Jim Cramer saw the proximate cause of this week's decline to these stocks. Now they're showing signs of life.» Read More
The Dow's market cap fell by -7.60% or $237B in one day, from Wednesday's close to Thursday's close.
Stock markets sold off globally on Friday as investors’ confidence crumbled and credit markets reamined tight. CNBC’s experts tell you where to turn.
Stocks opened aggressively higher Thursday as Wall Street sought to break a dismal six-day losing streak.
Despite the credit crisis there are still trades to be had. Find out what stocks the Fast Money traders are playing.
To find an answer, you have to look back to the Nasdaq circa 2003.
Wall Street capped its worst week in seven years with a late day selloff as traders briefly celebrated the House's approval of the Wall Street bailout, then yanked their positions ahead of the weekend.
Stocks hovered around the flat line Friday afternoon after the House approved the revised $700 bailout bill for Wall Street. Apple shares recovered as did shares of Hartford and other insurers.
Stocks rallied Friday as investors pinned their hopes on the House passing the bailout bill today. Apple shares recovered after the company denied a rumor about Jobs' health.
Stocks declined Thursday as dismal reports on factory orders and jobless claims piled on to a market already on edge about a freeze in the credit markets and the bailout bill as it heads to the House. GE was the biggest drag on the Dow.
With the markets taking a beating and the Nasdaq falling 9.2% in the third quarter, many believe there are great buying opportunities out there. Here is a look at some of the biggest names in Tech.
Stocks ended lower Wednesday amid concerns about strained credit markets and the economic slowdown. Banks rallied as investors were encouraged by progress on bailout talks on Capitol Hill. GE got a vote of confidence -- to the tune of $3 billion -- from Warren Buffett.
Here's our Fast Money Final Trade. Our gang gives you tomorrow's best trades, right now!
Following are the day’s biggest winners and losers. Find out why shares of Intel and JPMorgan popped while The Hartford and Crocs dropped.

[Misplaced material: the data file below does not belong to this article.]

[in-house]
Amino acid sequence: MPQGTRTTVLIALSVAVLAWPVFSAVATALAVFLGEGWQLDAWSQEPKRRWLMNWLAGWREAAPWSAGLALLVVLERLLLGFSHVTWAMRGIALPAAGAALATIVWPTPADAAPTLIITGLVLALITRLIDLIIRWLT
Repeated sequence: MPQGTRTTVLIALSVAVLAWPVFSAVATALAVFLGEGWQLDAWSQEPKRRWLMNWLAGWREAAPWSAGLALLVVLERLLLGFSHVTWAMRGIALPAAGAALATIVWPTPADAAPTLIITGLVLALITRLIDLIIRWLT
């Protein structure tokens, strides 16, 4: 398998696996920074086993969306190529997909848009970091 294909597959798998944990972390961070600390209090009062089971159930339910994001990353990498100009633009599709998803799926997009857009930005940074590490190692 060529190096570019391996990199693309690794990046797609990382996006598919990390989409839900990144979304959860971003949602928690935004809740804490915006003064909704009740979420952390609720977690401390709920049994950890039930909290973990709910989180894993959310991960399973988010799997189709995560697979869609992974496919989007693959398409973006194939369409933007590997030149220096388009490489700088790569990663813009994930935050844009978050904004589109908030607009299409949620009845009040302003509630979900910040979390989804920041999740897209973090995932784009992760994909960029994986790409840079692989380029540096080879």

Q: On Fast Money’s trader radar we look at the stock that was lighting up screens across Wall Street. This company’s microprocessor became integrated into everyday products in the early 1970’s, including the traffic light. It has continued to dominate consumers lives and by the 1990’s was powering over 85% of desktop computers. Today this stock was one of the best performers in the Dow after a Piper Jaffray upgrade. Who is it?
The House rejected the Wall Street bailout bill and the market screamed, selling off frantically until the Dow was left with its biggest one-day point drop ever. "This is panic and ... fear run amok," Zachary Karabell, president of River Twice Research told CNBC. "Right now we are in a classic moment of a financial meltdown," he said.
The "Dream" name disappeared this morning, in favor of T-Mobile's "G1" moniker instead, a nod to the first handset powered by Google's mobile operating system dubbed Android. And now the market has to weigh whether this is merely another competitor available, or everything Blackberry and iPhone aren't.
What's the best approach to investing in these volatile times? Top-down, or bottom-up? How about both? That's the approach taken by Highmark Capital's chief investment officer, David Goerz.
The Lightning Round is extended in this CNBC.com exclusive feature.
This has been a crazy week on the markets, and it's still only Tuesday morning out here in Silicon Valley. But look no further than the stalwarts in the PC business, like Apple, Hewlett-Packard and Dell to see a new kind of volatility index.
The Dow and S&P 500 fell over 4.5% today, while the Nasdaq composite dropped 3.6%, as concerns over the health of the financial sector intensified following the decision of Lehman Brothers to file for Chapter 11.